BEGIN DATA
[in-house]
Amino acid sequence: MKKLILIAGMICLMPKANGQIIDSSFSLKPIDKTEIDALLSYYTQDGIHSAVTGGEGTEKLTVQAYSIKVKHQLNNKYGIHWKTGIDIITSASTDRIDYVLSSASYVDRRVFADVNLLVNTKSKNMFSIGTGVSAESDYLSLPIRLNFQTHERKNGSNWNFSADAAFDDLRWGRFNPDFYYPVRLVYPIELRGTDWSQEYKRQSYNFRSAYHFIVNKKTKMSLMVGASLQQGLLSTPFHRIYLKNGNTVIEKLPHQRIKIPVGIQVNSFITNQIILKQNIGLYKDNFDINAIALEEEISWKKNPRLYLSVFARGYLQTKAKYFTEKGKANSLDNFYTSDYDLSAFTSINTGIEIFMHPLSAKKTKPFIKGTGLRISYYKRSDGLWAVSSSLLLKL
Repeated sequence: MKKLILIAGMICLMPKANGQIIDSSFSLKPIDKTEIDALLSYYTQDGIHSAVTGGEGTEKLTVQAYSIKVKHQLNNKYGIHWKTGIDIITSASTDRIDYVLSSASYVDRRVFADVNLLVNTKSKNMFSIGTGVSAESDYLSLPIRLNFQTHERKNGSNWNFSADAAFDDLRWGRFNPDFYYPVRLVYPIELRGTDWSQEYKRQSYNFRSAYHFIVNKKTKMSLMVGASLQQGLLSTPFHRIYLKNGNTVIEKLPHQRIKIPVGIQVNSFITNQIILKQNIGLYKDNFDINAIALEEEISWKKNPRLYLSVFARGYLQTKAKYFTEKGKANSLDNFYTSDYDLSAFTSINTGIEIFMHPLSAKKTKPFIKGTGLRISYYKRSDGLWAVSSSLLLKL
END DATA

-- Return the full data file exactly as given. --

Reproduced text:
[in-house]
Amino acid sequence: MKKLILIAGMICLMPKANGQIIDSSFSLKPIDKTEIDALLSYYTQDGIHSAVTGGEGTEKLTVQAYSIKVKHQLNNKYGIHWKTGIDIITSASTDRIDYVLSSASYVDRRVFADVNLLVNTKSKNMFSIGTGVSAESDYLSLPIRLNFQTHERKNGSNWNFSADAAFDDLRWGRFNPDFYYPVRLVYPIELRGTDWSQEYKRQSYNFRSAYHFIVNKKTKMSLMVGASLQQGLLSTPFHRIYLKNGNTVIEKLPHQRIKIPVGIQVNSFITNQIILKQNIGLYKDNFDINAIALEEEISWKKNPRLYLSVFARGYLQTKAKYFTEKGKANSLDNFYTSDYDLSAFTSINTGIEIFMHPLSAKKTKPFIKGTGLRISYYKRSDGLWAVSSSLLLKL
Repeated sequence: MKKLILIAGMICLMPKANGQIIDSSFSLKPIDKTEIDALLSYYTQDGIHSAVTGGEGTEKLTVQAYSIKVKHQLNNKYGIHWKTGIDIITSASTDRIDYVLSSASYVDRRVFADVNLLVNTKSKNMFSIGTGVSAESDYLSLPIRLNFQTHERKNGSNWNFSADAAFDDLRWGRFNPDFYYPVRLVYPIELRGTDWSQEYKRQSYNFRSAYHFIVNKKTKMSLMVGASLQQGLLSTPFHRIYLKNGNTVIEKLPHQRIKIPVGIQVNSFITNQIILKQNIGLYKDNFDINAIALEEEISWKKNPRLYLSVFARGYLQTKAKYFTEKGKANSLDNFYTSDYDLSAFTSINTGIEIFMHPLSAKKTKPFIKGTGLRISYYKRSDGLWAVSSSLLLKL